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Science Careers Blog

May 2012

Earlier this week, the Obama administration announced the creation of a new $26 million funding mechanism, the Advanced Manufacturing Jobs and Innovation Accelerator Challenge, that will fund approximately 12 projects designed to spur innovation-based manufacturing and leverage technology into new companies and jobs. Funding for the program comes from six federal agencies including the U.S. Department of Commerce's Economic Development Administration, the Small Business Administration, and the National Science Foundation (NSF).

Amid the #whatihadfordinner hash-tags and the inane ramblings of B-list celebrities, there's a thriving, useful, and potentially career-boosting culture on Twitter that scientists can tap into. A panel of scientists and science writers held a workshop earlier this week at AAAS headquarters in Washington, D.C., to share their advice and perspective on how scientists can use Twitter to communicate their science more effectively and connect with fellow researchers. Among the advice:

  • Use direct messages or Twitter "mentions" to reach out to prominent scientists. Many of them won't respond to phone calls or e-mails, but they're more than happy to strike up a conversation on Twitter. --Jamie Vernon, AAAS Science & Technology Policy Fellow - @JLVernonPhD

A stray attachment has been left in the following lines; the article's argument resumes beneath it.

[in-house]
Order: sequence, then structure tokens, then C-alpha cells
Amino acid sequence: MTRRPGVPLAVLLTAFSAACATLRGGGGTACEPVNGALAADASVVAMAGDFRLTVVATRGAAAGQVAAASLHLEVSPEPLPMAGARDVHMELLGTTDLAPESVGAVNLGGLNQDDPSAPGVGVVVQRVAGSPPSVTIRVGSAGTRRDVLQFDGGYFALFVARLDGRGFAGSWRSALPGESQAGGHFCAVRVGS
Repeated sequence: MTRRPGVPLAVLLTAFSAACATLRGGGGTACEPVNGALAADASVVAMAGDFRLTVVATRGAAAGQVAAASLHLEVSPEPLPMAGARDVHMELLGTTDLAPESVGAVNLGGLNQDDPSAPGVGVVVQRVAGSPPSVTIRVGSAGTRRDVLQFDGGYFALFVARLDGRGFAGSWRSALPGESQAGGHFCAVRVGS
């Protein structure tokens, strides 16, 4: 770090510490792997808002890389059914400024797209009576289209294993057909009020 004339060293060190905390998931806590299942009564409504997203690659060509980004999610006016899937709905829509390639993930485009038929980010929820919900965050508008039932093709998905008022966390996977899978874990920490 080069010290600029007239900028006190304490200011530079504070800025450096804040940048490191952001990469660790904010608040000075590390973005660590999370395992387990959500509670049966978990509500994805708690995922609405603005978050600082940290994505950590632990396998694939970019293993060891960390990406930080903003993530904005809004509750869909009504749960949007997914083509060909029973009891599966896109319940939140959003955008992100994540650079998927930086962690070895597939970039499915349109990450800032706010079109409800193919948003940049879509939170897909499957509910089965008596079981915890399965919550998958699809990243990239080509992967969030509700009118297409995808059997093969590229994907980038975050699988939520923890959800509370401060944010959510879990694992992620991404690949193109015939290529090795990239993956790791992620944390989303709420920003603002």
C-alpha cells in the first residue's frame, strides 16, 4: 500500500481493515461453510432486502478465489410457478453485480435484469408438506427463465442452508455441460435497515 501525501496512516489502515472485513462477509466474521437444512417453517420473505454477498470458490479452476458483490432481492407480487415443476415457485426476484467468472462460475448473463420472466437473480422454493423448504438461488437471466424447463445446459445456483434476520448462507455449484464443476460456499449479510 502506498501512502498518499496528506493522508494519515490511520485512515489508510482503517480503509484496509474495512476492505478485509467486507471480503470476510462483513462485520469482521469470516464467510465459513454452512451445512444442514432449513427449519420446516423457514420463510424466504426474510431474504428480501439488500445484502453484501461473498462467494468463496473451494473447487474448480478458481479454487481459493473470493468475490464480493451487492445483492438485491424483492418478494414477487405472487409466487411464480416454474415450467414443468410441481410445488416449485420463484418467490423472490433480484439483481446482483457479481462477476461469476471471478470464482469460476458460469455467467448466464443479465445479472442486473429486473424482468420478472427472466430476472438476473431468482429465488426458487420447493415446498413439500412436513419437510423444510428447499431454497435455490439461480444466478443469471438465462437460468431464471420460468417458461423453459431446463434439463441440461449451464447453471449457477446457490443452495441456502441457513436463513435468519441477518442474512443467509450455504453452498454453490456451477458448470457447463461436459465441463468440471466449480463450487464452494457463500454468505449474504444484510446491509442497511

• Listen to people's complaints and criticisms on Twitter. It's a often more polite environment than the comment sections of blogs, and the public appreciates knowing that you're taking their criticisms seriously. --Danielle Brigada, manager of social media at the National Wildlife Federation - @starfocus
  • Tweeting in real time can be an interesting way to cover an event. If you do a real-time tweeting experiment and something doesn't work, scientists following you might be able to help diagnose the problem. --Matt Hartings, chemistry professor at American University - @sciencegeist
  • Tweeting about your research and its implications can help shift the public's image of what a scientist is and about the value of scientific research and evidence. --John Ohab, public affairs specialist at the Naval Research Laboratory - @johnohab
  • If you think your work has been misrepresented in the media, use Twitter to set the record straight or respond to criticism. --Maria-José Viñas, science writer at NASA Goddard Space Flight Center - @mjvinas